Want to Make Knives Full Time? Read This First

Want to Make Knives Full Time? Read This First
Daniel Winkler made a name for himself with period pieces before moving on to modern designs like this one. Staying on top of what customers want is important to any full-time knifemaker. (PointSeven photo)

What is a Full-Time Knifemaker?

There are different definitions of a full-time maker. My definition is that of a maker whose sole source of income comes from the making and selling of his/her knives. This is no easy task.

In fact, by my estimate, less than 2 percent of the makers worldwide fit into this category. The reason the number is so low is it is very difficult to depend on knifemaking as your sole source of income.

I asked five full-timers what it takes to make a living making knives: David Broadwell and ABS master smiths Jerry Fisk, Daniel Winkler, Don Hanson and Shawn McIntyre. All agree the following are keys to becoming a full-time maker.

#1 – Treat Your Knifemaking Business Like a Business

Fisk’s advice is to take college courses on business management, accounting and marketing prior to going full time. McIntyre agrees. He recommends putting as much effort into learning to run a small business as you do into making knives.

I recommend adding a certified public accountant (CPA) to your knifemaking team. In addition to handling your books, a CPA can recommend which type of business entity you should form. Perhaps the CPA’s best skill: tax planning.

#2 – Invest in Equipment

What kind of equipment? As Winkler noted, he and his partner, Karen Shook, “invest money in new equipment that will make our work better and more efficient.”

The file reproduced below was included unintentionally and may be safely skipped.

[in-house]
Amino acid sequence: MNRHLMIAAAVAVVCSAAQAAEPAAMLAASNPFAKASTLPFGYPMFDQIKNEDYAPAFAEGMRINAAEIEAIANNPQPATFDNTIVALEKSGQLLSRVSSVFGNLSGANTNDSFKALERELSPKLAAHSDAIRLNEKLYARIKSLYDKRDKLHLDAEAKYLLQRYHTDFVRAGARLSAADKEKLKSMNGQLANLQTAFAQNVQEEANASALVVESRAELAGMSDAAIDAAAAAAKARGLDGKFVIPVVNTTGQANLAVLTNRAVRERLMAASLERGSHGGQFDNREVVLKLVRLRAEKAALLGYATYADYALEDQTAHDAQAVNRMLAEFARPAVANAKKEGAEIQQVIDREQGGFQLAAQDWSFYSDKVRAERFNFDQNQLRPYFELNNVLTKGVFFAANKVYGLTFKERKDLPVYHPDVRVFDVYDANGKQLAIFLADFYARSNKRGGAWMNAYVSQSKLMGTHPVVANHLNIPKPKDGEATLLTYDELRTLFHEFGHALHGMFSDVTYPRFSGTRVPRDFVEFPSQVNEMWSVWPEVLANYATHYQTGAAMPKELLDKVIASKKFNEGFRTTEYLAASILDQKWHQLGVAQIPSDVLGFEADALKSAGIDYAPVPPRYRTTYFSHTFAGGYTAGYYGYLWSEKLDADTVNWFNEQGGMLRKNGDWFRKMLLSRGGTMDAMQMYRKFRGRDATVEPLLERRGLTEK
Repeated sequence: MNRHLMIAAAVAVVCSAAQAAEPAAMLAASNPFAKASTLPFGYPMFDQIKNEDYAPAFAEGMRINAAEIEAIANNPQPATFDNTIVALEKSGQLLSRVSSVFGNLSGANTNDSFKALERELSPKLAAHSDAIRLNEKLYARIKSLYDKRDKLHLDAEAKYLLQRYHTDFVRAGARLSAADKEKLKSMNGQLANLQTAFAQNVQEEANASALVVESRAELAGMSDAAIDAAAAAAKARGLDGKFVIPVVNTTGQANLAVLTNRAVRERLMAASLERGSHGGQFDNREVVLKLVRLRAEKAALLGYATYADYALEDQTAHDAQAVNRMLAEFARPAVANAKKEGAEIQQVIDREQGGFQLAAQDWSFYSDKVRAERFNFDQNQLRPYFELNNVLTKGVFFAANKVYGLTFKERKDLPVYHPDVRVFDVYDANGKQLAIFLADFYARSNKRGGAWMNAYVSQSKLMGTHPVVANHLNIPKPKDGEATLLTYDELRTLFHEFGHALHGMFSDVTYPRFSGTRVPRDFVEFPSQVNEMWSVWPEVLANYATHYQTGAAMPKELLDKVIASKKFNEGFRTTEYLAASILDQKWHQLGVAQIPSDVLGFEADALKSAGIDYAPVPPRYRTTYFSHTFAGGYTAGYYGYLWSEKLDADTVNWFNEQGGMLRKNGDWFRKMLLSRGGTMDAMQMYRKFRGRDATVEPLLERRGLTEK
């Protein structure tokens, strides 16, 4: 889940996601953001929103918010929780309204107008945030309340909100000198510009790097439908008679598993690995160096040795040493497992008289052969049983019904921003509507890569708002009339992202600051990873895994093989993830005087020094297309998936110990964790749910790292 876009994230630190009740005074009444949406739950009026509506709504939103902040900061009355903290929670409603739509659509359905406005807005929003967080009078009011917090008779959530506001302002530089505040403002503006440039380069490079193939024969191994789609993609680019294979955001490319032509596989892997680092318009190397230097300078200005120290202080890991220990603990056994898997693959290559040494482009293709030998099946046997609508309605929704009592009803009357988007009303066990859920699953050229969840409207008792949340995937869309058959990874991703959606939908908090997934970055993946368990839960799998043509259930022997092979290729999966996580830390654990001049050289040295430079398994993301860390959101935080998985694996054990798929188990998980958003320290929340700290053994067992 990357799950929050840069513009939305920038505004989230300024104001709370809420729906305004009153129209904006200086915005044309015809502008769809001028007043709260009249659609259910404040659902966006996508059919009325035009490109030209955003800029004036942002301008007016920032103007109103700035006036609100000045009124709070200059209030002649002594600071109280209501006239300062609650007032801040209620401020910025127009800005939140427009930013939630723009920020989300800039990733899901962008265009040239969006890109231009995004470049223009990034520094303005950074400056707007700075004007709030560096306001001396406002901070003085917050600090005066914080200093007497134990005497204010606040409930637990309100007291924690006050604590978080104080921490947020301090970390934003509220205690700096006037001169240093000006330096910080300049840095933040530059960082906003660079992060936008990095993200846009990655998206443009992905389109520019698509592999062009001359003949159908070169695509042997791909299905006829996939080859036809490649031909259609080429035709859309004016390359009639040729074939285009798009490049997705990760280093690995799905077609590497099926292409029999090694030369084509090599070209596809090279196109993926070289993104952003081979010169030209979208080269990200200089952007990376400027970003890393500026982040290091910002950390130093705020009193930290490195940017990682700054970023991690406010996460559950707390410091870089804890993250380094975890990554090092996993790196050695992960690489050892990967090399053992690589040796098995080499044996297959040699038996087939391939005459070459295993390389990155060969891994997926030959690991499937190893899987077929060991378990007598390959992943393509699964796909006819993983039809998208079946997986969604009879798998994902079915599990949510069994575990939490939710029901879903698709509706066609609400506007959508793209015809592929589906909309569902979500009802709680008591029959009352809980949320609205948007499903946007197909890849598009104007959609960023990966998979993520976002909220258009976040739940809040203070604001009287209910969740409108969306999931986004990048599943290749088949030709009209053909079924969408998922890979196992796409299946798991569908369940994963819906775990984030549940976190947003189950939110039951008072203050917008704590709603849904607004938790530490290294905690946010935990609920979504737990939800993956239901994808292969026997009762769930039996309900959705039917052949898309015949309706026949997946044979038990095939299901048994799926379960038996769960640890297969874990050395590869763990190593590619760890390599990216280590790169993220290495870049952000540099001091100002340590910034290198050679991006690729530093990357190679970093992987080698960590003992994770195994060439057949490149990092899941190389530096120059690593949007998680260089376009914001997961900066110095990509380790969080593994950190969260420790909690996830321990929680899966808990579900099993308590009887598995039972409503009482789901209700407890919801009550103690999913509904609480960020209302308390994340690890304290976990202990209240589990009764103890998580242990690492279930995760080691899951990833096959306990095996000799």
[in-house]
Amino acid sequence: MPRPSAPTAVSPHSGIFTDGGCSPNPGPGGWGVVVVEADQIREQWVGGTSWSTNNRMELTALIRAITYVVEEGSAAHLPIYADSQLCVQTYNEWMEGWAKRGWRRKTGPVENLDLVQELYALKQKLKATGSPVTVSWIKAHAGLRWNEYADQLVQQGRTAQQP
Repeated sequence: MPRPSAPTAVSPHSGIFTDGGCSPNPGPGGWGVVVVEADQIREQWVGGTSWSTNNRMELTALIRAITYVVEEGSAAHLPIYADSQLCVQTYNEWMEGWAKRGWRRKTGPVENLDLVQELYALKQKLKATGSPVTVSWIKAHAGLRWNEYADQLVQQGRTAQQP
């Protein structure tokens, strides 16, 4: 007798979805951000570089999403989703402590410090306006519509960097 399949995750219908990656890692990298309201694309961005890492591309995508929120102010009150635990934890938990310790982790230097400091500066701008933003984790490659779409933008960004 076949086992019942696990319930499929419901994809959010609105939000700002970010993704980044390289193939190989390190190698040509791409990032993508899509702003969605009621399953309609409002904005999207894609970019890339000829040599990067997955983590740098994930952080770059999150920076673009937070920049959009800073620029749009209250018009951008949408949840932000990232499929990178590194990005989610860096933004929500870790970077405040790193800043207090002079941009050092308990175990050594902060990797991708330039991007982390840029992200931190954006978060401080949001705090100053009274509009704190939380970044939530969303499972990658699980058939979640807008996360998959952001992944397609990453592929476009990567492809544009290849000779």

#3 – Find Your Niche

This is where your marketing plan comes into play. The objective is to optimize how you introduce your knives to potential buyers. At a minimum, your plan should address how you will make the most of attending knife shows, advertising in print and on the internet, and the potential of working with a dealer and/or purveyor.

#4 – Communication Matters

How to Be a Full-Time Knifemaker
You must build time for interaction with your clients into your schedule. A basic rule of thumb: No customers, no business. The late John White (right) talks knives with a client during a past BLADE Show. (Point Seven photo)

For Hanson, it is one of the most important aspects of being a full-time maker.

“I answer phone calls and e-mails very quickly, and deliver on time or contact clients and let them know why there is a delay,” he stressed. “I listen to my clients.”

#5 – Create a Competitive Advantage

What separates you from your competitors? Winkler said adding Shook and her period style of sheathmaking to his operation years ago gave him a competitive advantage at the time.

“She brought a lot of business skills and makes sheaths that really put our work in a whole new league,” he observed.

More times than not your competitive advantage will come from being the first to adopt a new steel, handle material, design element, etc. You should incorporate such use of new materials or techniques into your business plan.

#6 – Delegate

No matter what their level of expertise, most makers realize they cannot do it all by themselves, though some try. Successful businessmen understand that utilizing the expertise of others frees them up to do the things they do best.

#7 – Use Professional Photography

One thing the makers interviewed all agreed on was employing a professional to photograph their knives.

#8 – Love What You Do (But Stay Grounded)

Enthusiasm and loving what you do are important factors in becoming a successful full-time knifemaker. However, understanding and implementing basic business concepts are equally important to building and maintaining a long-term, successful enterprise.

Final Words of Wisdom

Winkler may have summed it up best.

“I suspect very few makers are at [the full-time] level, as it’s the most difficult to survive in. It does not make your work more sought after. It does not put you in any kind of ‘exclusive club.’ But,” he observed, “if a maker can handle the pressure, it can be very rewarding mentally and somewhat rewarding financially.”

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